29 FEBRUARY 1840, Page 13


Tale clergy of the Church established in Scotland have, according to Dr. CHALMERS, " fought side by side with the Conservatives and

Churchmen of England," against the national system of education for Ireland—against pruning off the superfluous revenues of' the Church of Ireland—in short, against every measure proposed by Reformers, or the Government calling itself Reforming. The " Papist Govern- ment" has been a fimvourite theme at all meetings in Scotland for agitating in favour of non-intrusion, additional endowments, and the like. If the Scottish Dissenters were merely to refrain from voting at a general election, the Whigs could not carry one county or burgh in Scotland. The Dissenters of Scotland have by their official organs denounced the Veto-law, as a trap calculated by a false show of li- berty to lure them into spiritual bondage. The Kirk has been the virulent enemy of Ministers : the Dissenters have been their main support North of the Tweed. And yet if there be truth in symp- toms, Government propose in the Perthshire election to cater for support by holding themselves out as the champions of what is called " Non-Intrusion." The Lord Advocate, (" faithful Andrew,"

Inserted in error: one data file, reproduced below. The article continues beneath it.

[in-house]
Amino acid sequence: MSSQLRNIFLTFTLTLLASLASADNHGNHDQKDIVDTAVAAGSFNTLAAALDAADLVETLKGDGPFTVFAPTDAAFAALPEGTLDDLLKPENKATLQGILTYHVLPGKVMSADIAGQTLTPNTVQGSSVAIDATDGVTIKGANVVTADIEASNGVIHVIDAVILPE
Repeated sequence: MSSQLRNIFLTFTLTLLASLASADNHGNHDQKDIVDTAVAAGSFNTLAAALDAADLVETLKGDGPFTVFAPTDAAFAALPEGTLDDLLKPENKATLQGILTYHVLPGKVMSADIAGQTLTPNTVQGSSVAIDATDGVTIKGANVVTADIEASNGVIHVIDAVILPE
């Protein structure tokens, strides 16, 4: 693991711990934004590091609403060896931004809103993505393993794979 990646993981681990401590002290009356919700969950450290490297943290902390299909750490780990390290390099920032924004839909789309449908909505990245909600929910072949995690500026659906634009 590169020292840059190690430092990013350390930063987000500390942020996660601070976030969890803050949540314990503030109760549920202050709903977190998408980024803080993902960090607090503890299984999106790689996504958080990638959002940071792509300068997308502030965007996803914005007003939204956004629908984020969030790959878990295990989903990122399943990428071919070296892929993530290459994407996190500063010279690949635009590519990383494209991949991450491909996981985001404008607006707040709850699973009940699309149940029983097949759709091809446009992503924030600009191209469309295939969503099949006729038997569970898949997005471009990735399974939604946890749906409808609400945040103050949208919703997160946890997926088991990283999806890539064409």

as people call him since the CRAM acres exposii,) when asked some evenings ago in the House of Commons whether Ministers pro- posed to bring in a bill to settle the Church squabble in Scotland, denied the bill; but expressed himself so guardedly as to leave the impression that by " bill" he meant one already en- grossed, and that the substance might be agreed upon. The Chronicle, after sundry feelers on the subject of " Non-Intrusion"— beginning with letters in small type, and proceeding to letters in large type—has at last ventured upon a leader ; in which, to the astonishment of every Whig, Tory, and Radical, Churchman and Dissenter in Scotland, it is gravely proposed to make " Non-intru- sion" the rallying-cry of the Whigs in the Perthshire election. The Voluntary Dissenters murmur at this ; and already the small re• tainers of Ministers represent their objections as "the factious opposition of the Dissenting clergy afraid of losing their congre- gations." It has for some time been sufficiently apparent, that Lord 31Eil2OURNE is completely at sea regarding the ecclesiastical controversies in Scotland. The soliloquy in the House of Lords at the close of a skirmish with Lord ABERDEEN, which Whig racontutrs ascribe to him, must have burst from a full heart : —" What the M." is to be done with this d**"* Church of Scotland ! " Like Saul when he found his messengers (his Fox MaueEs and EDWARD ELLICES) sent out to arrest the re- bellious prophets, stopping to prophesy themselves, he has gone out in person to do his own work, and has himself been rapt with the prophetic furor. "Saul is among the prophets "—Lord MEL- BOURNE is turned Non-intrusionist. Not contented with giving battle to Sheriffs in London, he seeks to engage the whole Court of Session in Scotland. Instead of canvassing the merits of LARDNER ta'te-ii-Gate with a fair lady, he will now discuss them in solemn conclave with the fathers of the Kirk. " Saul is among the prophets"—But whereas one Saul going out in search of asses found a kingdom, sorely do we fear that the other going out in search of a kingdom has stumbled upon a herd of asses. Or rather, as was the case with Titania's paramour, the long ears rest on his own head " Bless thee, Bottom, bless thee, thou art trans- formed !" We should suspect that in fawning for the support of the Established clergy, Lord Mssnot loss will find himself in the condition of the dog which let go its lump of meat to snap at its reflection in the river. lie will lose the Dissenters, without gaining the High Churchmen. To win the latter, lie must add the cry of No-Popery to that of "Non-Intrusion." The former will tell him that "non-intrusion" is an unmeaning word ; (the Whigs know thus, and therefore they have taken it up so warmly :1 that it is meant to please the multitude without binding its titterers to any thing tangible ; that it is meant (and the Whigs avow it) to strengthen the ranks of the Establishment by alluring deserters from the Dissenters ; that it is meant, in short, to put down Voluntary!sm. But for the Voluntaries, Ministers would long ago have been in a minority in Scotland. This is Ministerial gratitude.